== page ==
FRIEDA HODGSON was a drama teacher who in the Forties, Fifties and Sixties succeeded in exciting students and instilling in them the technical qualities, but above all the confidence, that she knew they would need in the theatre.
Actors as different and as creative as Richard Harris, Janet Suzman, Diana Dors, Pat Coombs and David Suchet all reacted to the warmth and excitement of her personality, owed much to her teaching and remained firm friends throughout her life.
It was not until she was already over 40 and had had five children, and when the war over London was at its height, that she took the London Academy of Music & Dramatic Art exams, was noticed and invited by the Board of LAMDA to adjudicate for them, and subsequently to teach at the academy. Her 'Friday afternoons' - a class in the LAMDA theatre where young actors were expected to perform in plays that they had chosen for themselves and to be criticised in performance by their fellow students - became an essential ingredient of their training. Hodgson always handled these classes so that egos were not destroyed and talent encouraged.
She herself had trained originally at the Chelsea College of Physical Education in massage, physiotherapy and gymnastics, and became a remedial gymnast and qualified masseuse, working before the Second World War in many factories throughout London to encourage fitness and physical excellence among the employees during their leisure time. She was also employed by the Royal Free Hospital, then in Gray's Inn Road, in their prenatal department to encourage relaxation in childbirth. Here it was that she came to recognise the power of the voice and the importance of communication. She saw how the tension in the voices of doctors or ward sisters could cause fear and stress in their patients, or instil confidence and trust.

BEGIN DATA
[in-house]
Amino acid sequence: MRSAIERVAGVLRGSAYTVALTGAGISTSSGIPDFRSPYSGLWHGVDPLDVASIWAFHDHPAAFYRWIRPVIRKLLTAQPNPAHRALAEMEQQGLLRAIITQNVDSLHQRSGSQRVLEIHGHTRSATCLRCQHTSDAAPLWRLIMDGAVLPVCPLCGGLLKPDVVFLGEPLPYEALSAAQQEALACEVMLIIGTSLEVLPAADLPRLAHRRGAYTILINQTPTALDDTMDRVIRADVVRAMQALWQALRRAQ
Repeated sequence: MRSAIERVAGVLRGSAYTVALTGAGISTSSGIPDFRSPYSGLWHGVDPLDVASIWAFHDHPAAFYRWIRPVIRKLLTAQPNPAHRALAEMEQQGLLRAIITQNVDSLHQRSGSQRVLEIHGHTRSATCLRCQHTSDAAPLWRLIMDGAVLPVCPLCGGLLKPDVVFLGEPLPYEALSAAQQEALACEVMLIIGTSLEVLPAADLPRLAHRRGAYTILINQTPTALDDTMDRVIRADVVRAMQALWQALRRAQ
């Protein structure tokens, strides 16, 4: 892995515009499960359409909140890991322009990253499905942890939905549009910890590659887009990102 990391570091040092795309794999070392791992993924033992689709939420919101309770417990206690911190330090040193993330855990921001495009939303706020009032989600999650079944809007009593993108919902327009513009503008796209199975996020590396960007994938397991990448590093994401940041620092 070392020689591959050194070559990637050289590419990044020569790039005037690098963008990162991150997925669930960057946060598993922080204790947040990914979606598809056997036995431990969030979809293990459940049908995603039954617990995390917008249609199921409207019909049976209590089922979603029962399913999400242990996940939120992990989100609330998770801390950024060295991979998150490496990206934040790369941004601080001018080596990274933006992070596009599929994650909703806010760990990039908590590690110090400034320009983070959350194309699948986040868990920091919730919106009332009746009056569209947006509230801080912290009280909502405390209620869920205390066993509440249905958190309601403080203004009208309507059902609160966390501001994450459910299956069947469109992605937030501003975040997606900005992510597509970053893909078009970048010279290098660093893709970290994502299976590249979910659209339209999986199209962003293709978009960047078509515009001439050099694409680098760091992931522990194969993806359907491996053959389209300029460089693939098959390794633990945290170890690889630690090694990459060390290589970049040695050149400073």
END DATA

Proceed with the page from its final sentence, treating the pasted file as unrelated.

Hodgson's main love, however, was always the theatre and encouraging the young, who would often crowd into her house on Sunday evenings to be fed and to become injected with her enthusiasm. After the war she was also keen to share with her young friends the pleasures of her ramshackle seaside cottage at Dymchurch, where 25 at mealtimes were a regular feature in August, watched over by her supportive husband Tommy. To bring up a large family and be deeply interested in their welfare, while developing her professional life, was more unusual in those days than it is now. She remained in touch with the young to the end of her life: well into her eighties, afternoons would be filled with schoolchildren rehearsing for entry into drama festivals throughout London. She believed that the confidence gained by learning to act could help everybody in their approach to interviews for jobs, public speaking and business meetings.
Frieda Hodgson had a touching and certain faith that 'The Lord Will Provide' and her simple assurance, when she went to a bus stop, that the bus she wanted would come along, was a tribute to her liberal Catholicism and her trust that all was for the best. Her black cloak and wide hat were the hallmark of her personality and the sign of her presence to students throughout the world who were first judged by her, and then encouraged and motivated by her friendship and enthusiasm.
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